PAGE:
Brushing Your Teeth and Heart Disease

How does brushing your teeth helps prevent heart disease?

If you’re wondering how does brushing your teeth helps prevent heart disease, you’re in the right place.

Strong, healthy teeth aren’t just important so that you don’t walk around with stinky breath (no one wants the nickname fox breath). You may not know the link between dental health and the heart.  Did you know that your teeth and gums can harbour millions of bacteria? If you have poor dental health and gum disease, bacteria can enter the bloodstream and travel to the heart valves, causing inflammation and possibly infection of the valves. This can be a very serious condition requiring hospital treatment including open heart surgery (it is rare so don’t panic!). There is also a link with dental health and heart disease – brushing teeth thoroughly to remove plaque has been shown to possibly help prevent heart attacks and strokes by reducing inflammation in the body to levels close to what can be achieved by statins. 

Can you get heart disease from not brushing your teeth?

how does brushing your teeth help prevent heart disease
Brush your teeth to prevent heart disease. Photo by Diana Polekhina

In a separate study, researchers from the University of Helsinki in Finland monitored the heart health of 508 patients with an average age of 62; of these, 169 had acute heart problems, and the researchers found a direct correlation between heart problems and tooth and gum infection that hadn’t been treated. Those who had good oral health were far less likely to also have a heart problem, but others whose teeth infections had not been treated had a 2.7 times greater risk of cardiovascular disease.  

What can I do to keep my teeth healthy?

Brush your teeth often to prevent

  • Brush twice daily for 2 minutes each time (sing happy birthday 4 times! An electric toothbrush cleans more effectively but as long as you’re cleaning twice a day that’s the most important thing!
  • Floss – twice a day is ideal but let’s be honest, no one can keep that up! So aim for once a day and just get into the habit of doing it. Without floss, you aren’t cleaning food and bacteria from between the teeth and you are more likely to get gum disease.
  • Visit the dentist yearly (or every 6 months if you have any issues that need a close eye).
  • See the dental hygienist every 6 months (more often if it’s been more than 2 years since you last went…). They give your teeth a really thorough clean and get to all the hard to reach places.

Check Ups

Have a check-up if you are due to have any heart surgery. Most dentists no longer give antibiotics as standard pre heart surgery but always check in pre-major heart surgery to make sure your teeth are in a healthy state.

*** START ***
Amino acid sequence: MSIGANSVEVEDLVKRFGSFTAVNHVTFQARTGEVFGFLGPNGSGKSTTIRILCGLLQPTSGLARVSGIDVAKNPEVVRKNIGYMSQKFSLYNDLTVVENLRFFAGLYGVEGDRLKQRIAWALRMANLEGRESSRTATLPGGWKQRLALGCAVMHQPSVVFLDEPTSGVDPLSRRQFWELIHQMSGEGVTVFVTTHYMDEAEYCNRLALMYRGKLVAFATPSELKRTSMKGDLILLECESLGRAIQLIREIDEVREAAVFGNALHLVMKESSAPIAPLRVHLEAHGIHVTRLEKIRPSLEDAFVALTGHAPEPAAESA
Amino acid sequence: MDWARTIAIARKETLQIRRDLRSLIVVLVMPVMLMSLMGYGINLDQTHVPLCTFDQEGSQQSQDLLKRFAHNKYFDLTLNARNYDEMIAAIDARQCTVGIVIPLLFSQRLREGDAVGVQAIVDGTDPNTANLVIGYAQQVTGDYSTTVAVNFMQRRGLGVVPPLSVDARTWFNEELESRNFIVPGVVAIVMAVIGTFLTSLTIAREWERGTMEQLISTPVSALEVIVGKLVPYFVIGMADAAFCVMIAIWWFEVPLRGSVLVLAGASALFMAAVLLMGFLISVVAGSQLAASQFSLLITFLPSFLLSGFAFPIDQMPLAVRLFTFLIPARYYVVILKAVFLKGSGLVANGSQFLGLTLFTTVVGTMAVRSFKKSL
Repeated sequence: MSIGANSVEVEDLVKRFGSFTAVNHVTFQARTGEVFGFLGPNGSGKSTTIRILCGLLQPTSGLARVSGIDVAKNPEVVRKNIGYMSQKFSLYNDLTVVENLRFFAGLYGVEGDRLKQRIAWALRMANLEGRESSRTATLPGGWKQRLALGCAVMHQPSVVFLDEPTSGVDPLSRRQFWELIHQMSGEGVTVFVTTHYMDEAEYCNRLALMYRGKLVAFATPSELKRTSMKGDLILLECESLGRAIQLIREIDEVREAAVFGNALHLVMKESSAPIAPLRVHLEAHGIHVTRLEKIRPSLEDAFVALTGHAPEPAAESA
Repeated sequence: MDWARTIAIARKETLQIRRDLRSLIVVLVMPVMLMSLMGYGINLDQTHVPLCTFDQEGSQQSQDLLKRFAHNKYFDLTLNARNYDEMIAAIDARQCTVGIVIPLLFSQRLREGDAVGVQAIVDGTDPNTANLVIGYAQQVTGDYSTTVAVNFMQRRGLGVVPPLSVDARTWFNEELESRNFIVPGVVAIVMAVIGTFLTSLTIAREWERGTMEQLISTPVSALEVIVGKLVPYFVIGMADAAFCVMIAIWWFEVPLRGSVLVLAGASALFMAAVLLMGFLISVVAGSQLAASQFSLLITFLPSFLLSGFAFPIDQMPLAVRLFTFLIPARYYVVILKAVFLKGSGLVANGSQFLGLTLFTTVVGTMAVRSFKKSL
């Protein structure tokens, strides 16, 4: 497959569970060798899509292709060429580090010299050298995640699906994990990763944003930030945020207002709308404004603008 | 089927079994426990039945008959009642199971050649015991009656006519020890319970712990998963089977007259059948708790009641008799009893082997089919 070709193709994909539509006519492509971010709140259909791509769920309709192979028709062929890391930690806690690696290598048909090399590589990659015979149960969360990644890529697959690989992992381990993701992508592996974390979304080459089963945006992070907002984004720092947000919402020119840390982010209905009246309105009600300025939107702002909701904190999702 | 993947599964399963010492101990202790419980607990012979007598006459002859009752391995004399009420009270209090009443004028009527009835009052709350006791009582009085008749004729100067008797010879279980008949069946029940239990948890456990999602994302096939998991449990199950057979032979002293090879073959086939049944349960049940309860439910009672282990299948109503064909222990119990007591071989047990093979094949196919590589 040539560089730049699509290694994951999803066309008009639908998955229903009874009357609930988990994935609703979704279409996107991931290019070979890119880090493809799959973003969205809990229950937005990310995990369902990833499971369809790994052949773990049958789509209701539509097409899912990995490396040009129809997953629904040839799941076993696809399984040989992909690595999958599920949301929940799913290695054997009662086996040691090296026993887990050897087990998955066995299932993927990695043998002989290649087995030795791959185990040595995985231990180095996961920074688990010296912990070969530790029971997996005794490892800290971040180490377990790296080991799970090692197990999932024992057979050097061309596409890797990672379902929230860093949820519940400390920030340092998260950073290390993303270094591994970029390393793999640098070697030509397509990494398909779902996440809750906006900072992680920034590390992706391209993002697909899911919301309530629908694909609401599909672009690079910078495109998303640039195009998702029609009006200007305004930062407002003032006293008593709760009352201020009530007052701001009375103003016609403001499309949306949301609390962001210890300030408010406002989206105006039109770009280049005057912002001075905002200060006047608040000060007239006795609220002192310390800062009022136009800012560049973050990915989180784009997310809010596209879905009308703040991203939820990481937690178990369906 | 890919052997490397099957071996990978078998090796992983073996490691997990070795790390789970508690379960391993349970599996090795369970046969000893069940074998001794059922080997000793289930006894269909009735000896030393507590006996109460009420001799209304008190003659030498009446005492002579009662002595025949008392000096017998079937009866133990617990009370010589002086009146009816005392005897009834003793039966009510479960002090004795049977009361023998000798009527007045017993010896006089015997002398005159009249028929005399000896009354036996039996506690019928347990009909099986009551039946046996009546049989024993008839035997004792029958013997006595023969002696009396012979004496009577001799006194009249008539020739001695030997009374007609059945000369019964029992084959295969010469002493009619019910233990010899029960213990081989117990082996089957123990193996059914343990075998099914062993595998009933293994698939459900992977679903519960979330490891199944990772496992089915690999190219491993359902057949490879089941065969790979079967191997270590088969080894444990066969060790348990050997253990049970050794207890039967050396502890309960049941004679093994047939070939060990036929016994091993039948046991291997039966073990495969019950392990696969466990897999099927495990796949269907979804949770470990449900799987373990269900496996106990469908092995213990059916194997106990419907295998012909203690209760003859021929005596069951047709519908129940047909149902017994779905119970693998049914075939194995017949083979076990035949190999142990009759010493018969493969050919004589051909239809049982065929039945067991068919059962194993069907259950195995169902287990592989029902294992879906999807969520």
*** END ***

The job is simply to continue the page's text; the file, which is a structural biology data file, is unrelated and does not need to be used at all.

Food to avoid

Avoid sugary drinks and foods – soft drinks, juices, sweets and other sugary foods can significantly contribute to tooth decay. Regular and ‘diet’ soft drinks, sports drinks, energy drinks, fruit juices, fruit drinks and cordials also have high acid levels that can cause tooth erosion. Tooth erosion occurs when acid attacks the teeth to dissolve the outer surface of tooth enamel. Regular loss of enamel can lead to cavities and exposure of the inner layers of the tooth that may become sensitive and painful. Prevention of enamel loss is very important for the long term health of your teeth. Each acid attack lasts for around 20 minutes. Every time you take a sip of the drink, the acid damage begins all over again.

What else do I need to tell my dentist?

If you are on a blood thinner. This may impact the type of work they can do and/or the timing of it. Each dentist will have their own protocol and they may wish to talk to your doctor to make sure it is safe to go ahead with the procedure if you are on blood thinners. If they need to stop blood thinners before a procedure, they will need to make sure that it is safe to do so. If you are on Warfarin, they will want to know your last INR and what your target range is.

Want to know more about how brushing your teeth helps prevent heart disease?

  • Join me at my Healthy Hearties Surrey Support Group meeting. We meet on the 3rd Tuesday of every month at St Paul’s Church, East Molesey, Surrey.
  • Join my Healthy Hearties Facebook Group to meet others with a heart condition and chat about all things heart
  • Get in touch about joining my personalised 12 Week Overhaul Program – I work with you one-to-one each week over Skype to sort out your health, fitness, energy and more! Feel stronger, healthier and more like the ‘old you’. Get in touch by email now and I can give you some more information:

Do let me know if you have any questions at all.

Yours in teethy health!

Angela Hartley 

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